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Four Famous Festivals In Northern Japan

Four Famous Festivals In Northern Japan

Translated by Takuya Erik Watanabe

Written by MATCHA

Akita 2016.07.24 Bookmark

This article introduces four festivals held in Japan's Tohoku Region in the summer. The Nebuta Matsuri in Aomori, the Tanabata Festival in Sendai, the Kanto Festival in Akita, and the Hanagasa Festival are all unique and impressive.

Tohoku Region is the northernmost region in Honshu, Japan's main island. The unique festivals held in each of its prefectures are famous all throughout Japan.

Of the many festivals, the six Great Tohoku Festivals (Nebuta Matsuri in Aomori, Morioka Sansa Odori in Iwate, Sendai Tanabata Festival in Miyagi, Kanto Festival in Akita, Hanagasa Festival in Yamagata, Waraji Matsuri Festival in Fukushima) held in early August attract many locals and visitors. Today we will be introducing four of these festivals.

1. Nebuta Matsuri in Aomori


©Yasufumi Nishi/©JNTO

Nebuta matsuri festival is held every year from August 2 to 7, in Aomori City. It is one of the largest-scale festivals in Japan, attracting over 3,000,000 visitors. The venue is about 5 to 20 minutes on foot from JR Aomori station.

Large paper dolls are pulled around the parade route on dashi (*1) while dancers called haneto dance all around them. The dashi all are colorful, three-dimensional, and very impressive. The hanetos shouting "rasserā" resounds around the venue.

If you purchase (about 10,000 yen) or rent (about 4,000 yen) a haneto costume, you can jump right in and take part in the dancing. Anybody is welcome, and participating is free! If you feel confident about your physical fitness, we recommend you take part and make some great memories of this experience.

It should be noted that there is a "Neputa Festival" (note the "P" instead of "B") in nearby Hirosaki. The Neputa Festival also uses three-dimensional dashi like the Nebuta Matsuri, as well as fan-shaped two-dimensional dashi. The dancers at the Neputa Festival shout "Yāyadō". You might like to take part in both and enjoy the subtle differences.

*1 Dashi: A vehicle for the gods; a parade float with religious connotations, pulled by rope at festivals.

Nebuta Festival: Event Information
Address: Aomori, Aomori City, Yanakawa 1-4-1
Website: Aomori Nebuta Matsuri (has translation link)

2. Tanabata Festival in Sendai


©Yasufumi Nishi/©JNTO

This festival is held annually from August 6 to 8 in Sendai. The venue is a 5-minute walk from JR Sendai Station. The Tanabata decorations made of paper and bamboo color the city.

Usually, seven different types of small ornaments are used for Tanabata decorations. Each ornament has a meaning, such as improvement in academics and calligraphy, yakuyoke (*2) - protection against illness and misfortune, health and long life of family, or business prosperity. Just walking around the city which will be full of colorful decorations will become a fun experience.

*2 Yakuyoke: The removing and warding off of suffering and misfortune.

Sendai Tanabata Festival: Event Information
Address: Miyagi, Sendai, Aoba, Chuo 1
Website: Sendai Tanabata Festival

3. Kanto Festival in Akita


©Yasufumi Nishi/©JNTO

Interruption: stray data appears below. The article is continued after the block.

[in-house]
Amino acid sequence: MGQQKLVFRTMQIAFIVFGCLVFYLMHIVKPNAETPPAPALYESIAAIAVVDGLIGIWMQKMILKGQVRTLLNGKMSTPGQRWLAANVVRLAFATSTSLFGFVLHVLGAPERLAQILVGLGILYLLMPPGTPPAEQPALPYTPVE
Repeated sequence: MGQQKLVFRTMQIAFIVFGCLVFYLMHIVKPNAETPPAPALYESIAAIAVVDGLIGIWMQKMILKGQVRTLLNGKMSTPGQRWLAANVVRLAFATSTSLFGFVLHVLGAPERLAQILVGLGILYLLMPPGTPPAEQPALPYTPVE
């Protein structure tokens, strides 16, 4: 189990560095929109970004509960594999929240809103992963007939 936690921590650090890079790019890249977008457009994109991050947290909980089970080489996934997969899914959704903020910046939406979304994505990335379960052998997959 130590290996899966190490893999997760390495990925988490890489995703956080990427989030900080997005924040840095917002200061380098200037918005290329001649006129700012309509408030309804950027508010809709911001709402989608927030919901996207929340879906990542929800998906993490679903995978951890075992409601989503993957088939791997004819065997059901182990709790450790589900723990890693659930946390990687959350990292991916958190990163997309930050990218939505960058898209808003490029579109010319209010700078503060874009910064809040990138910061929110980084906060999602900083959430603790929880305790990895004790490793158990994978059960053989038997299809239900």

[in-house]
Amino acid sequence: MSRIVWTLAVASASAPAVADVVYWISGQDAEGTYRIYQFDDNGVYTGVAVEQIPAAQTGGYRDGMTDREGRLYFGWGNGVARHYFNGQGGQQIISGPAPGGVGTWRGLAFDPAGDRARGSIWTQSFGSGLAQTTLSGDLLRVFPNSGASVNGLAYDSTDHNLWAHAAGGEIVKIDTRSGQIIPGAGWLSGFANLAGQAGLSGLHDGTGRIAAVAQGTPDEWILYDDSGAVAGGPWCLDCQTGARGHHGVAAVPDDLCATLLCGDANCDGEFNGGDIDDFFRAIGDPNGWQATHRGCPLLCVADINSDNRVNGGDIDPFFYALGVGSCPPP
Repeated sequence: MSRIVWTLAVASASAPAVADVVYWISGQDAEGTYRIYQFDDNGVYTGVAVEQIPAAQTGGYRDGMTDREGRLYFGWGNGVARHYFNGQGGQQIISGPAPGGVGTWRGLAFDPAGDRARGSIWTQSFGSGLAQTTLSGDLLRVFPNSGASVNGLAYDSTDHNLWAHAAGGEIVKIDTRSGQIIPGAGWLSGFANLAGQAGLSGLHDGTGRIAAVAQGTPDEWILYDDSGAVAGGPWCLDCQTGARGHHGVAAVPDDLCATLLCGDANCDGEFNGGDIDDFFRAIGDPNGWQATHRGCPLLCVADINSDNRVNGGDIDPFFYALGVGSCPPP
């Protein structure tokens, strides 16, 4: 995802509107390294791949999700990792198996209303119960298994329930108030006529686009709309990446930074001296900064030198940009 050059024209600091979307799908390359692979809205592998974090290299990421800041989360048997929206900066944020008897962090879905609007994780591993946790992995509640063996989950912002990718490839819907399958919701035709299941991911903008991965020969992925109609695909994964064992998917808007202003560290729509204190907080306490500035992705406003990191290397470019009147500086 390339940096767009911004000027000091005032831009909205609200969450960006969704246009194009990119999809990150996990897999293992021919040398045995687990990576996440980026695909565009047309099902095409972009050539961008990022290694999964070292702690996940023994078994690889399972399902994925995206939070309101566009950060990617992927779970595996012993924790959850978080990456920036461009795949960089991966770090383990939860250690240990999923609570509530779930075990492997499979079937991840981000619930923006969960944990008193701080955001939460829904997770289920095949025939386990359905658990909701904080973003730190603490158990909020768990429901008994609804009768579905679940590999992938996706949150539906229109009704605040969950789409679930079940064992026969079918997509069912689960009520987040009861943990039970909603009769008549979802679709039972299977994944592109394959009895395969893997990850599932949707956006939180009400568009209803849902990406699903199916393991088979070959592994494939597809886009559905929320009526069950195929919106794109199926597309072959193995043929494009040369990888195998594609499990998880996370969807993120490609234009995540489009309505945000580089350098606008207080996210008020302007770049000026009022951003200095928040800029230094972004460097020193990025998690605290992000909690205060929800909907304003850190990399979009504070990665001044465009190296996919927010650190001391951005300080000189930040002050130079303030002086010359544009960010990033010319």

The Kanto Festival is held every year from the 3 to the 6 of August in Akita City. The venue is a 15-minute walk from JR Akita Station. Countless lanterns shaped as komedawara (rice containers, *3) decorate the streets.

These lanterns are known as chochin (*4) and are made from rice paper wrapped around a bamboo frame. People walk down the street along to the music of drums and flutes carrying bamboo on their foreheads, waists, and shoulders. They shout "Dokkoisho, dokkoisho" as they walk, wishing for a good harvest for the year.

The sight of about 10,000 chōchin lighting up the night sky is very magical. The viewing seats cost 2100 or 2600 yen. A seating area for six people costs 20,000 yen.

Akita Kanto Festival: Event Information
Address: Akita, Akita, Omachi 2
Website: Akita Kanto Festival

*3 Komedawara: A cylindrical container made from straw. It is used to put rice inside.
*4 Chōchin: A lantern made by placing a candle in a thin frame made of split bamboo with paper around it.

4. Hanagasa Festival in Yamagata


©Yamagata Prefecture/©JNTO

This festival is held every year from August 5 to 7 in Yamagata City. It is a large-scale festival where 1,000,000 people visit during the three days it is held. The venue is a 10-minute walk from JR Yamagata Station. Dancers wearing bright kimono-like costumes and hanagasa hats (*5) follow after the ceremonial vehicles called dashi. They dance along to the sound of the taiko drums, shouting, "Yassho, Makasho."

All the people in a group wear the same costume. The groups dancing in synchronization are really a marvelous sight. There is a line at the end of the parade for unofficial participants so you can jump right in if you want to.

Hanagasa Festival: Event Information
Address: Yamagata, Yamagata, Tokamachi - Honcho - Nanokamachidori
Website: Yamagata Hanagasa Festival

*5 Hanagasa: A type of hat made from flowers or artificial flowers used for dancing.

Every festival is highly popular with both domestic and international visitors, meaning that the hotels nearby fill up quickly. We recommend you book a place to stay before deciding to participate in one of the festivals.

Go to Yamagata And Niigata with JR EAST PASS!

Go to Yamagata And Niigata with JR EAST PASS!

The information presented in this article is based on the time it was written. Note that there may be changes in the merchandise, services, and prices that have occurred after this article was published. Please contact the facility or facilities in this article directly before visiting.

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